During the week of March 15, the search term “toilet paper” reached peak popularity on Google, or a value of 100. For comparison, the value of that search term in February 2020 and again in April 2020 hovered around 2 or 3. It’s likely most of us searched Google for “toilet paper” in a desperate attempt to find some in stock online.
How has online shopping changed since this wave of panic buying in late March? This blog explores trends collected in the Selligent Global Connected Consumer Index. We compare this information with the trends and patterns we’ve seen from our clients at Retina.
Make It a Habit
The pandemic increased the frequency of online shopping. Before COVID-19, shoppers were more likely to make online purchases on a monthly basis. During COVID-19, more consumers are shopping online every week.
- 31% shopped online monthly
- 28% shopped online weekly
- 22% shopped online monthly
- 36% shopped online weekly
In the past, consumers purchased non-essential or hard to find items online. Now, many consumers are turning to online shopping and subscription services for essential items like groceries, household products, and toiletries.
While there was a spike in shopping at stores and online during March, as shoppers aimed to stock up on items, the frequency of shopping trips has adjusted to a new normal. Whereas before the pandemic, a consumer may have visited the grocery store and pharmacy every week for essentials, she now gets groceries delivered and signed up for a subscription service for self-care products.
When trying to analyze customer behavior during a worldwide, unexpected event like COVID-19, it’s important to rely on a customer model that is resilient to large scale trends. By focusing on customer lifetime value, brands can ensure they are focusing on longer lasting behavioral shifts instead of short-term trends. For example, purchasing essentials like self-care products online is a more resilient trend to focus on than panic-driven buying of paper products.
Add to Cart
During the pandemic, 60% of online shoppers prioritized purchases of essential items. This trend was especially transparent during March when it became difficult to find items like toilet paper, non-perishable foods, and cleaning supplies in stores. While most of this panic-induced purchasing behavior decreased rapidly, many items like paper products and disinfecting sprays and wipes were difficult to find for months.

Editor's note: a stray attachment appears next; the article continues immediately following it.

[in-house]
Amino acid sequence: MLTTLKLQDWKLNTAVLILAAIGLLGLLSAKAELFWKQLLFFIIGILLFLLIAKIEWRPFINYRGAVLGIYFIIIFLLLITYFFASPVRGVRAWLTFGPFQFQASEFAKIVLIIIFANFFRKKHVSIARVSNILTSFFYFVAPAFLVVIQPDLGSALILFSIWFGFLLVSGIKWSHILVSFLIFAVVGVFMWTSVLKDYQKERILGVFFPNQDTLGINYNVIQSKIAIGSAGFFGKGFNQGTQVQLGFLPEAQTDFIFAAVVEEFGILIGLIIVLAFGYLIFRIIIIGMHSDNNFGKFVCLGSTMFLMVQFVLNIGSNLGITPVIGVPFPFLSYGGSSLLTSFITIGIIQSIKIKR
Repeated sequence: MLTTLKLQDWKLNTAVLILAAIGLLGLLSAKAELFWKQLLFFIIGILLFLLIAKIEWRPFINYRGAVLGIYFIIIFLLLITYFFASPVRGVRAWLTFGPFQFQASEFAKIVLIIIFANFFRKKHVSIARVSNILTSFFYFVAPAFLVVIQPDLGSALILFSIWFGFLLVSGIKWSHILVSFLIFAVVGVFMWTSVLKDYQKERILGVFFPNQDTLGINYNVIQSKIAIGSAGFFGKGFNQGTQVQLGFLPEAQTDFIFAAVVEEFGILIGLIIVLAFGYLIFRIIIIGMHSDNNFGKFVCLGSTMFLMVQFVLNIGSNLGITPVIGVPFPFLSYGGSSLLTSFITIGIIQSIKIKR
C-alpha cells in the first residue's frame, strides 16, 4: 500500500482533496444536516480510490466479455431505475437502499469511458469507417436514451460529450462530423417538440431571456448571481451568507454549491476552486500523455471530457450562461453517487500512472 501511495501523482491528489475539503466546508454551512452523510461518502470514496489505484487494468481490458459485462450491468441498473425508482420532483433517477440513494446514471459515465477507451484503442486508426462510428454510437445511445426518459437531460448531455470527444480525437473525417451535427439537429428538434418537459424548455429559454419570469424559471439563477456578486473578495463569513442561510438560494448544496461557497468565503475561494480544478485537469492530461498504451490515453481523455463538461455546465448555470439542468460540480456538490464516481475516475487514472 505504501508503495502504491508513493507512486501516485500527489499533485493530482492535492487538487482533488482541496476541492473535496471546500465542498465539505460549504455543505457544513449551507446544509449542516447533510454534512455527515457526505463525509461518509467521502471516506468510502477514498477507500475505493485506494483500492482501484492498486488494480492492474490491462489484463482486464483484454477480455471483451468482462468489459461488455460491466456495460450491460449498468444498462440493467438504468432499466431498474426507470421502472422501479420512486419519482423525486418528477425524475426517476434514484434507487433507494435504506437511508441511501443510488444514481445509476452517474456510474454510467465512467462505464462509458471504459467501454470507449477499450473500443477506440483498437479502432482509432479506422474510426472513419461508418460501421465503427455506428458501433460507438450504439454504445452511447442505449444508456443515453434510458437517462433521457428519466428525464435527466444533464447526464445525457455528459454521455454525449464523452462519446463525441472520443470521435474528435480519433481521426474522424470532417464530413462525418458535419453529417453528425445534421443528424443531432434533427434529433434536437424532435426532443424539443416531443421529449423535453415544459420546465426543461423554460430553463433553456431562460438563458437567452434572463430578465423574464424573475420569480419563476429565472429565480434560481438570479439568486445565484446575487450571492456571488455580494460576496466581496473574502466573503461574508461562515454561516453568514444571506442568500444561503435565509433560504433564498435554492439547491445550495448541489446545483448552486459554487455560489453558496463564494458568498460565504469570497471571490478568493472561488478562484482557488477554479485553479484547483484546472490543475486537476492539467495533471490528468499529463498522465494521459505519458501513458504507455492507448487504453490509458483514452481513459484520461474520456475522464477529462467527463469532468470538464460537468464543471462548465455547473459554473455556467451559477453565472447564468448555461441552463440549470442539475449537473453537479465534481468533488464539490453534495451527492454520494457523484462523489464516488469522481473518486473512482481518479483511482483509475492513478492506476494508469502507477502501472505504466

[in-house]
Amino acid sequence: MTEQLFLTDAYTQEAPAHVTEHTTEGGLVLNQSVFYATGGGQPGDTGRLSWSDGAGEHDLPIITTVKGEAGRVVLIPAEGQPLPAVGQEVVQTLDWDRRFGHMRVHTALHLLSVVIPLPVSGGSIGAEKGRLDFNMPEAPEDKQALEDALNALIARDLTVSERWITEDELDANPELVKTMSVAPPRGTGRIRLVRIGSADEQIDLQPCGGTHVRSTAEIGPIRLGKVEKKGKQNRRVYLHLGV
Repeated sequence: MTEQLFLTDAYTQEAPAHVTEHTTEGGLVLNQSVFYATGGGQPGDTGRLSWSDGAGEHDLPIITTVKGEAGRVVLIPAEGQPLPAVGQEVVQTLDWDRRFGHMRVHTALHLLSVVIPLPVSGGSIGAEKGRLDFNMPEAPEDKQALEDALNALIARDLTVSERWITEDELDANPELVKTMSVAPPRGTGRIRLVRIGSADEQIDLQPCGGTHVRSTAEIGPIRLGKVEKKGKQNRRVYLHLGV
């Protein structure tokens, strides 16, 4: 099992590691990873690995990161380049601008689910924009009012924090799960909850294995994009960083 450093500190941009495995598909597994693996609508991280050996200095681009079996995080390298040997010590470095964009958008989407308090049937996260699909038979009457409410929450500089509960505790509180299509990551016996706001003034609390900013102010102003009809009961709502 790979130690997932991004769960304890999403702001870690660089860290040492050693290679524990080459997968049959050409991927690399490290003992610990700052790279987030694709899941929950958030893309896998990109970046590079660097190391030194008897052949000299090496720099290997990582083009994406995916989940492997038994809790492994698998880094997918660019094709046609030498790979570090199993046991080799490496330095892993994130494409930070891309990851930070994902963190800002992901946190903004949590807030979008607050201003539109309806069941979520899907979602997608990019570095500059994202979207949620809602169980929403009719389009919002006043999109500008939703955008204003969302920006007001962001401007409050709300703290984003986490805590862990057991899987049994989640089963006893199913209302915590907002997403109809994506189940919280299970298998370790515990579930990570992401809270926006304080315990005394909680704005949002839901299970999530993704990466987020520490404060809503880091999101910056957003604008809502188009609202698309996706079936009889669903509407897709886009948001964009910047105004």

Shoppers also focused on essential items because many consumers lost their jobs or worked fewer hours or for reduced pay. As we enter the seventh month of the pandemic, these are the top non-essential items consumers purchases online:
- 24% digital entertainment
- 18% alcohol
- 15% apparel
- 11% home improvement
- 11% non-digital toys, games, books
- 4% travel for future
With consumers spending more time at home, digital entertainment and alcohol topped non-essential purchase categories. Before the pandemic, shoppers focused more on entertainment purchases like movie tickets, concerts, and other in-person events, but turned to digital entertainment as in-person events were cancelled or postponed.
Consumers anticipate to buy from the following categories in the next 6-12 months:
- 17% apparel
- 14% digital entertainment
- 13% business/home office supplies
- 12% home improvement
- 12% alcohol
- 11% travel for future
- 9% other
- 8% non-digital toys, games, books
- 4% online gym/workout tools
The biggest shifts in anticipated spending are apparel, office supplies, and travel. Apparel and travel suggest that some consumers are planning or hoping to return to a new normal, perhaps going back to work and starting to travel again. However, office supplies other consumers are planning to work and study from home for an extended period.
The future is uncertain, so it’s important to focus on metrics like customer lifetime value instead of short-term revenue bursts. In addition, because shopping behaviors are changing rapidly during the pandemic, it’s important for brands to optimize their campaigns in real time. If marketers must wait for 4 or more transactions to determine a campaign’s efficacy, it’s often too late. With early CLV metrics, brands can capitalize on trends now and prepare for future shifts in online buying behavior.
Of course, consumers are looking forward to getting back to normal, or reaching a state of new normal. If and when that happens, consumers plan to shop in the following ways:
- 39% mix of online and in-store
- 28% continue mostly online
- 24% can’t wait to shop in-store
- 10% haven’t planned that far ahead
Almost a third of consumers plan to continue shopping mostly online. This shift in behavior seems to be here to stay for some consumers. With individual level customer lifetime value, brands can pinpoint who these customers are, and market to them accordingly.
Overall, more consumers are shopping online, especially for essential products. While inspired by the pandemic, this trend seems here to stay, at least for a large subset of consumers. Brands and ecommerce companies can use customer lifetime value metrics to find high-value customers who will continue to buy, whether online, in-store, or both.